RALEIGH, N.C. (CN) - A federal judge temporarily barred a public school from sending a member of the Church of Body Modification to an "alternative" high school because she wears a nose ring.
U.S. District Judge Malcolm Howard granted a temporary restraining order allowing Ariana Iacono to return to class after Clayton High School administrators refused to grant her a religious exemption to the school's dress code.
Judge Howard found that Iacono and her mother, Nikki, "have shown a likelihood of success" on their claim that the Johnston County Board of Education's prohibition of nose rings violates the free exercise clause of the First Amendment.
Iacono sued the school district, its superintendent and administrators of Clayton High School. She claims the school transfer indicates governmental endorsement of orthodox religions over lesser-known, but well-established unorthodox religion. Iacono says her church has about 3,500 members in the United States.
"Members of the Church practice ancient and modern body modification rites, and believe these practices are essential to their spirituality," according to the complaint.
The mom says her 14-year-old daughter missed 19 of the first 28 days of her high school education and has effectively been banished to an "alternative" school for misfits. The transfer also interfered with her right to direct the religious and educational upbringing of her child, Iacono claims.
The mom says her daughter has been a model student throughout her academic career. She maintained a 93 average during all three years in middle school and received numerous academic awards, including a $2,000 scholarship to attend a National Science Camp for high-achieving students.
Upon entry, Clayton High School placed her in an honors science course, based on the recommendation of a middle school science teacher. But everything changed when Ariana asked an assistant principal for directions to a classroom in her new school, the mother says.
The assistant principal, defendant Andrea Andino, "noticed that Ariana was wearing a stud in her nose, and advised Ariana that she was not allowed to wear the stud at school," the complaint states. "Ms. Andino threatened Ariana with an assignment to in-school suspension if she refused to remove the nose stud on that day."
When Ariana said she could not remove it for fear of infection, Andino let her keep it in that day, her mom says. The next day, Iacono says she met with the principal, defendant Clint Eaves, "and explained the religious significance of Ariana's nose stud. Mr. Eaves informed Ms. Iacono that he would conduct an investigation into the church to determine whether Ariana would be exempted from the dress code.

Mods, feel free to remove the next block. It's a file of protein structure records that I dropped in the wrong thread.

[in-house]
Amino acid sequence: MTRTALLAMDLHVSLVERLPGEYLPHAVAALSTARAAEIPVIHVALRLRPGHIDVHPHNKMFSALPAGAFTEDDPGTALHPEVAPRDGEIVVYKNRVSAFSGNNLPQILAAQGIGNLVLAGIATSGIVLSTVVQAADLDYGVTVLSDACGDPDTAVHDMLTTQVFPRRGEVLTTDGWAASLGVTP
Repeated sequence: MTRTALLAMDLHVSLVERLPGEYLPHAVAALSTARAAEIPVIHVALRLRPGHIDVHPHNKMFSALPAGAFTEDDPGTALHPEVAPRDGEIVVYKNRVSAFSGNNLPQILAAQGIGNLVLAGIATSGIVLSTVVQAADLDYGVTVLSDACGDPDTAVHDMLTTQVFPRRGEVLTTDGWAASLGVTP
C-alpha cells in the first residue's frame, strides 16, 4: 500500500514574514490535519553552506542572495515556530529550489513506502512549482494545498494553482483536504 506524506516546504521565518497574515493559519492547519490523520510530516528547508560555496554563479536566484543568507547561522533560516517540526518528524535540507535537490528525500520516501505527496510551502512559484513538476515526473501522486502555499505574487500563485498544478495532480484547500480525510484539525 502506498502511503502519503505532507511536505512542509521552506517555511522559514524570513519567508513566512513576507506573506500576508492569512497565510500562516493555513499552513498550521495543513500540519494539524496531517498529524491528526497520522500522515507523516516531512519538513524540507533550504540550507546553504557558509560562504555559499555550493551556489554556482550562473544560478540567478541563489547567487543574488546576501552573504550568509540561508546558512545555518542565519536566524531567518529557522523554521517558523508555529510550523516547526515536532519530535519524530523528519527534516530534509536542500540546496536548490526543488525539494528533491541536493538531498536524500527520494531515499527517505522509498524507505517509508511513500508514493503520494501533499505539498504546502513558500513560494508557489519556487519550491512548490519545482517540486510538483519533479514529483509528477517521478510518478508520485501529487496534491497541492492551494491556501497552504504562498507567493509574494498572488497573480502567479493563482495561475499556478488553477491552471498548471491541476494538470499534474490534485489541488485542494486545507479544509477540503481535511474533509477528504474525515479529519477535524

"During this meeting, Mr. Eaves told Ms. Iacono that Ariana's nose stud 'would be treated differently if you were Muslims or Hindus.'
"Ms. Iacono provided the Church's website as well as contact information for [their minister] Reverend Ivey, to Mr. Eaves.
"Ariana was allowed to wear her nose stud at school during Mr. Eaves' investigation into the religious practices of the church."
The Church of Body Modification was incorporated in Pennsylvania in July 2008, according to the complaint. The church teaches that through body modification, followers strengthen the connection between their minds, bodies and souls. In doing so, the followers live as "spiritually complete and healthy individuals."
The mission statement of the church requires that members vow to "share [their] experiences openly and honestly in order to promote growth in mind, body and soul." The statement also requires members to "share a positive message with everyone [they] encounter, in order to act as positive rile models for future generations in the body modification community," the complaint states.
When she joined the church, Ariana Iacono pierced her nose and now wears a small peridot stud in the left side of her nose. The church requires that she wear her nose stud at all times.